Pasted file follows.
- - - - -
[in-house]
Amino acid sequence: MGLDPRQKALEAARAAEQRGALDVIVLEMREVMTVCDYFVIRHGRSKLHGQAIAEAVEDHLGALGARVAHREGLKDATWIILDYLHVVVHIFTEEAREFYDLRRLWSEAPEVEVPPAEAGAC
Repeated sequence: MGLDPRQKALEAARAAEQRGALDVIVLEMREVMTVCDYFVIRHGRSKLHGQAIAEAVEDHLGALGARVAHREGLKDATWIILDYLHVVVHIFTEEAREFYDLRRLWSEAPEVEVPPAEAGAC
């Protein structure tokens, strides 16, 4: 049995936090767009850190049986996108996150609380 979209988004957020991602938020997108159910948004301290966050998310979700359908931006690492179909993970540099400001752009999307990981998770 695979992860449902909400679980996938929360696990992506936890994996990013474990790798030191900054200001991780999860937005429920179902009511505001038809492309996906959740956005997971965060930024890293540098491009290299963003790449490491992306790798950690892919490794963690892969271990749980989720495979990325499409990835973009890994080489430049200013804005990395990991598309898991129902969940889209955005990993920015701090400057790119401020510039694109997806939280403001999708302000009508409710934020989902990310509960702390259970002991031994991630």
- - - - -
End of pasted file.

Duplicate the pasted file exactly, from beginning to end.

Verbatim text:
[in-house]
Amino acid sequence: MGLDPRQKALEAARAAEQRGALDVIVLEMREVMTVCDYFVIRHGRSKLHGQAIAEAVEDHLGALGARVAHREGLKDATWIILDYLHVVVHIFTEEAREFYDLRRLWSEAPEVEVPPAEAGAC
Repeated sequence: MGLDPRQKALEAARAAEQRGALDVIVLEMREVMTVCDYFVIRHGRSKLHGQAIAEAVEDHLGALGARVAHREGLKDATWIILDYLHVVVHIFTEEAREFYDLRRLWSEAPEVEVPPAEAGAC
């Protein structure tokens, strides 16, 4: 049995936090767009850190049986996108996150609380 979209988004957020991602938020997108159910948004301290966050998310979700359908931006690492179909993970540099400001752009999307990981998770 695979992860449902909400679980996938929360696990992506936890994996990013474990790798030191900054200001991780999860937005429920179902009511505001038809492309996906959740956005997971965060930024890293540098491009290299963003790449490491992306790798950690892919490794963690892969271990749980989720495979990325499409990835973009890994080489430049200013804005990395990991598309898991129902969940889209955005990993920015701090400057790119401020510039694109997806939280403001999708302000009508409710934020989902990310509960702390259970002991031994991630």